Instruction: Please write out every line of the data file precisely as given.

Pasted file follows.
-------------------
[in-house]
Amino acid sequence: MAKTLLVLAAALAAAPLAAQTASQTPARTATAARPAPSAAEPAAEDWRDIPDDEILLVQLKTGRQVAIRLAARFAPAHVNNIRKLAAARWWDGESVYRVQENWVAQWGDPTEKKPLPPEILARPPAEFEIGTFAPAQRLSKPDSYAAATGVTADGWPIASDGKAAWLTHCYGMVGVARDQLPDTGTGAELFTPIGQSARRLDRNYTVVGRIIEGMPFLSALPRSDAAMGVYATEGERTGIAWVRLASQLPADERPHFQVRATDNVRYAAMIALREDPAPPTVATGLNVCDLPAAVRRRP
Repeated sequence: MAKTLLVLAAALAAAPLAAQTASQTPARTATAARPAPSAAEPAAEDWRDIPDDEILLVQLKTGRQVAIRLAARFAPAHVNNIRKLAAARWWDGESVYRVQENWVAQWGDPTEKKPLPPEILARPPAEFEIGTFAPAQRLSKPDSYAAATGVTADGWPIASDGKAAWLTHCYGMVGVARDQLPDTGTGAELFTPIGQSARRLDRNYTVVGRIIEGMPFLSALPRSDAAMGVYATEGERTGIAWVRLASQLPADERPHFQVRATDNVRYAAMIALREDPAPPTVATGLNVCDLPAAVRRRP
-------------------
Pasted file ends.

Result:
[in-house]
Amino acid sequence: MAKTLLVLAAALAAAPLAAQTASQTPARTATAARPAPSAAEPAAEDWRDIPDDEILLVQLKTGRQVAIRLAARFAPAHVNNIRKLAAARWWDGESVYRVQENWVAQWGDPTEKKPLPPEILARPPAEFEIGTFAPAQRLSKPDSYAAATGVTADGWPIASDGKAAWLTHCYGMVGVARDQLPDTGTGAELFTPIGQSARRLDRNYTVVGRIIEGMPFLSALPRSDAAMGVYATEGERTGIAWVRLASQLPADERPHFQVRATDNVRYAAMIALREDPAPPTVATGLNVCDLPAAVRRRP
Repeated sequence: MAKTLLVLAAALAAAPLAAQTASQTPARTATAARPAPSAAEPAAEDWRDIPDDEILLVQLKTGRQVAIRLAARFAPAHVNNIRKLAAARWWDGESVYRVQENWVAQWGDPTEKKPLPPEILARPPAEFEIGTFAPAQRLSKPDSYAAATGVTADGWPIASDGKAAWLTHCYGMVGVARDQLPDTGTGAELFTPIGQSARRLDRNYTVVGRIIEGMPFLSALPRSDAAMGVYATEGERTGIAWVRLASQLPADERPHFQVRATDNVRYAAMIALREDPAPPTVATGLNVCDLPAAVRRRP